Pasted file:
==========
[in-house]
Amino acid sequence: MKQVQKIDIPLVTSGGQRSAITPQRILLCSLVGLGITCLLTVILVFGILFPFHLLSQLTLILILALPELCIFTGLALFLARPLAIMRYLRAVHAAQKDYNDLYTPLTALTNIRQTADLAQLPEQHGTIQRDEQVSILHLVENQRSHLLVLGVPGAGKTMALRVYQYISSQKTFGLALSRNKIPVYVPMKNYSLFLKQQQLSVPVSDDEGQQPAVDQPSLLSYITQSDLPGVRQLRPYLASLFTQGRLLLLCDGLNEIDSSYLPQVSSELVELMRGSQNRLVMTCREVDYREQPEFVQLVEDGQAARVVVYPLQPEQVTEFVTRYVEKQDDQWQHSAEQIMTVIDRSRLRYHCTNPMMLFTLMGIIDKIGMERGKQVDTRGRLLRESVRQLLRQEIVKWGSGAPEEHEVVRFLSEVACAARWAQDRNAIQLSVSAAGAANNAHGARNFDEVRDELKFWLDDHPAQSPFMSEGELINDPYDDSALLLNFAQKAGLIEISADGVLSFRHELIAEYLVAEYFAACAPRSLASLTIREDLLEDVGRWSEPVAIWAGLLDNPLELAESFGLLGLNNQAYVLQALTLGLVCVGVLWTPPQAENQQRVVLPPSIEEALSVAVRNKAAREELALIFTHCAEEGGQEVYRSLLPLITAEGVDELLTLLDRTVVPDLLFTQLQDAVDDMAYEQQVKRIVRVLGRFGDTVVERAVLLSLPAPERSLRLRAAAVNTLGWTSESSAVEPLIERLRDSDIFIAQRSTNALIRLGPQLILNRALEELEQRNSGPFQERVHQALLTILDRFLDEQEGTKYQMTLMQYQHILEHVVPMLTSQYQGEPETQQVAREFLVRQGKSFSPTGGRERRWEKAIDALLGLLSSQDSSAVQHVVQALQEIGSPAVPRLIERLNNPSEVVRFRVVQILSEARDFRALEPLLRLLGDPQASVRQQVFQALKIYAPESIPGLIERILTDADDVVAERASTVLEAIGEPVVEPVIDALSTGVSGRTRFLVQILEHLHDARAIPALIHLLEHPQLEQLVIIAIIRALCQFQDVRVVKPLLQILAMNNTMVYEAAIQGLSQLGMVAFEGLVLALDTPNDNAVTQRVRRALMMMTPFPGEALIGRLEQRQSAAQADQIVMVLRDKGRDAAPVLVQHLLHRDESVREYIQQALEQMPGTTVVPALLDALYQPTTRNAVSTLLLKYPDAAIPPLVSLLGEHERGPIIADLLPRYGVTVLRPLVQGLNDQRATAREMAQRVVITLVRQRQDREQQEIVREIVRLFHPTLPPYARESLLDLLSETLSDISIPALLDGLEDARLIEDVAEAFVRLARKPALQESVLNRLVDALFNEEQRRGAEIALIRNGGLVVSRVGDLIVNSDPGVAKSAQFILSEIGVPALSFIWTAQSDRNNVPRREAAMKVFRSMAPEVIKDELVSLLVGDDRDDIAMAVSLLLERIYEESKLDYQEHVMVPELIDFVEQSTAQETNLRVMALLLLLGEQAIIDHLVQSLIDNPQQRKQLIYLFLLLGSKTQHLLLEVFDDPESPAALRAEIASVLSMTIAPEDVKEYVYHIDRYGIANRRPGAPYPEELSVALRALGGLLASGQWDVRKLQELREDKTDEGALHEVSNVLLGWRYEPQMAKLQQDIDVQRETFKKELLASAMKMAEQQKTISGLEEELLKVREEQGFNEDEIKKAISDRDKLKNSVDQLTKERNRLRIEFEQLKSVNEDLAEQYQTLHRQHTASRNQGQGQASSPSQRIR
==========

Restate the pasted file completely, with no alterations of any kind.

[in-house]
Amino acid sequence: MKQVQKIDIPLVTSGGQRSAITPQRILLCSLVGLGITCLLTVILVFGILFPFHLLSQLTLILILALPELCIFTGLALFLARPLAIMRYLRAVHAAQKDYNDLYTPLTALTNIRQTADLAQLPEQHGTIQRDEQVSILHLVENQRSHLLVLGVPGAGKTMALRVYQYISSQKTFGLALSRNKIPVYVPMKNYSLFLKQQQLSVPVSDDEGQQPAVDQPSLLSYITQSDLPGVRQLRPYLASLFTQGRLLLLCDGLNEIDSSYLPQVSSELVELMRGSQNRLVMTCREVDYREQPEFVQLVEDGQAARVVVYPLQPEQVTEFVTRYVEKQDDQWQHSAEQIMTVIDRSRLRYHCTNPMMLFTLMGIIDKIGMERGKQVDTRGRLLRESVRQLLRQEIVKWGSGAPEEHEVVRFLSEVACAARWAQDRNAIQLSVSAAGAANNAHGARNFDEVRDELKFWLDDHPAQSPFMSEGELINDPYDDSALLLNFAQKAGLIEISADGVLSFRHELIAEYLVAEYFAACAPRSLASLTIREDLLEDVGRWSEPVAIWAGLLDNPLELAESFGLLGLNNQAYVLQALTLGLVCVGVLWTPPQAENQQRVVLPPSIEEALSVAVRNKAAREELALIFTHCAEEGGQEVYRSLLPLITAEGVDELLTLLDRTVVPDLLFTQLQDAVDDMAYEQQVKRIVRVLGRFGDTVVERAVLLSLPAPERSLRLRAAAVNTLGWTSESSAVEPLIERLRDSDIFIAQRSTNALIRLGPQLILNRALEELEQRNSGPFQERVHQALLTILDRFLDEQEGTKYQMTLMQYQHILEHVVPMLTSQYQGEPETQQVAREFLVRQGKSFSPTGGRERRWEKAIDALLGLLSSQDSSAVQHVVQALQEIGSPAVPRLIERLNNPSEVVRFRVVQILSEARDFRALEPLLRLLGDPQASVRQQVFQALKIYAPESIPGLIERILTDADDVVAERASTVLEAIGEPVVEPVIDALSTGVSGRTRFLVQILEHLHDARAIPALIHLLEHPQLEQLVIIAIIRALCQFQDVRVVKPLLQILAMNNTMVYEAAIQGLSQLGMVAFEGLVLALDTPNDNAVTQRVRRALMMMTPFPGEALIGRLEQRQSAAQADQIVMVLRDKGRDAAPVLVQHLLHRDESVREYIQQALEQMPGTTVVPALLDALYQPTTRNAVSTLLLKYPDAAIPPLVSLLGEHERGPIIADLLPRYGVTVLRPLVQGLNDQRATAREMAQRVVITLVRQRQDREQQEIVREIVRLFHPTLPPYARESLLDLLSETLSDISIPALLDGLEDARLIEDVAEAFVRLARKPALQESVLNRLVDALFNEEQRRGAEIALIRNGGLVVSRVGDLIVNSDPGVAKSAQFILSEIGVPALSFIWTAQSDRNNVPRREAAMKVFRSMAPEVIKDELVSLLVGDDRDDIAMAVSLLLERIYEESKLDYQEHVMVPELIDFVEQSTAQETNLRVMALLLLLGEQAIIDHLVQSLIDNPQQRKQLIYLFLLLGSKTQHLLLEVFDDPESPAALRAEIASVLSMTIAPEDVKEYVYHIDRYGIANRRPGAPYPEELSVALRALGGLLASGQWDVRKLQELREDKTDEGALHEVSNVLLGWRYEPQMAKLQQDIDVQRETFKKELLASAMKMAEQQKTISGLEEELLKVREEQGFNEDEIKKAISDRDKLKNSVDQLTKERNRLRIEFEQLKSVNEDLAEQYQTLHRQHTASRNQGQGQASSPSQRIR